A blog post by Derek West, M.D., Clinical Research Pathways Board of Directors
Talk with almost any physician about his or her path to success, and chances are it includes a mentor. When the work gets difficult and the doubts set in, the support, encouragement, and guidance of a mentor can make all the difference.
That’s especially true if you’re a woman or underrepresented minority and you have a mentor of the same race or ethnicity and similar background. Every interaction becomes a reminder that your goals are achievable. Your mentor has succeeded, and so can you.
Years ago, as a medical and post-doctoral student interested in interventional radiology and translational research, I didn’t encounter African Americans in my field. I was fortunate, however, to have mentors who believed in me and what I was trying to accomplish, and I am grateful to them to this day.
Still, there were times when I wasn’t sure it was possible simply because I never saw any radiology physician-scientists who looked like me. My father is an orthopedic surgeon and my mother a nurse-practitioner, yet I sometimes questioned my career decisions and goals. Imagine the challenges for underrepresented minorities who don’t have such role models.
I decided early on that, once established, I would serve as a mentor and support mentoring programs in as many ways as possible—both to encourage women and underrepresented minorities in my field and to help build a pipeline of future leaders and mentors. That’s one of the many reasons I joined the board of Clinical Research Pathways, whose diversity initiative focuses on training and mentoring minority physicians to conduct clinical research. These physicians will then play key roles in increasing diversity among clinical trial participants.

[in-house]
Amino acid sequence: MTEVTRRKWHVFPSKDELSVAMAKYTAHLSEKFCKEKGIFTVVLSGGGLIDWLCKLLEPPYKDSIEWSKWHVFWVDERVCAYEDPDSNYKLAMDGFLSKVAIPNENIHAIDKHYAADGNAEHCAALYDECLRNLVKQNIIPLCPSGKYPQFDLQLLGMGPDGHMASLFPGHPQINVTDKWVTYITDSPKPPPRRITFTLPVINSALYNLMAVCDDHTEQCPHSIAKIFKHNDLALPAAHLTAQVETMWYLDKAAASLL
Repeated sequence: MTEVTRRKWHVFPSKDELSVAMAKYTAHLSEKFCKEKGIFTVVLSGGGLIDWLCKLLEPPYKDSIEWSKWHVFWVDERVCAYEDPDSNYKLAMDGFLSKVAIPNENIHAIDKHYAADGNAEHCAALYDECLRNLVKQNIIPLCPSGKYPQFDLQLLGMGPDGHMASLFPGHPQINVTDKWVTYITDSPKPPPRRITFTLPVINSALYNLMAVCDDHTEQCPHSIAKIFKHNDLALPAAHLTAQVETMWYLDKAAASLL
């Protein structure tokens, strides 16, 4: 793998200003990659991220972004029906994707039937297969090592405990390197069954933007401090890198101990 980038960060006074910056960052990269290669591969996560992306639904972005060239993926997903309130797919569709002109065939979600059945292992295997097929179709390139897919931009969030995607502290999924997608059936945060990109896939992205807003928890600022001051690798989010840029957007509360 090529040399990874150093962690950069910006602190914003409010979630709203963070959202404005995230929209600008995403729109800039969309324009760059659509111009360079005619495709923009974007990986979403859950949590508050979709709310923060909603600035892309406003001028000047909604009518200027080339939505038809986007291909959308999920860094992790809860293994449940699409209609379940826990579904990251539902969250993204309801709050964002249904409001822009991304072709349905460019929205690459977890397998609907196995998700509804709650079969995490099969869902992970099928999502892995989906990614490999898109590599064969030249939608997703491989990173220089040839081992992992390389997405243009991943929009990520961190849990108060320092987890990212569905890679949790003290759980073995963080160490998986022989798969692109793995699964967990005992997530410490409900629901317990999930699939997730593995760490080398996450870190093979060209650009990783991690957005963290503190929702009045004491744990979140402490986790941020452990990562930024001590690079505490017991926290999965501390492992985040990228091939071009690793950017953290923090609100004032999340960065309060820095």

Lack of diversity is an issue among both those who conduct and participate in clinical trials. African Americans make up 13.4% of the U.S. population but only 5% of those participating in clinical trials. Furthermore, only 1.5% of National Institutes of Health-funded physician researchers are African American.
If we increase the number of African American physician investigators, they can help enroll more African American patients in appropriate clinical trials, giving these patients access to the latest investigative treatments. Equally important, if we include more diverse patients in clinical trials, we can help ensure that new medicines are effective for all races and ethnicities. That, in turn, can have a powerful impact on future health and well-being.
It’s an ambitious goal, but I believe it’s an achievable one. And mentoring will help make it possible.
Blog post contributor Derek West, M.D., is an interventional radiologist and cancer researcher at Emory University in Atlanta, where he mentors more than 20 medical students and residents. His research interests also include medical diversity and inclusion.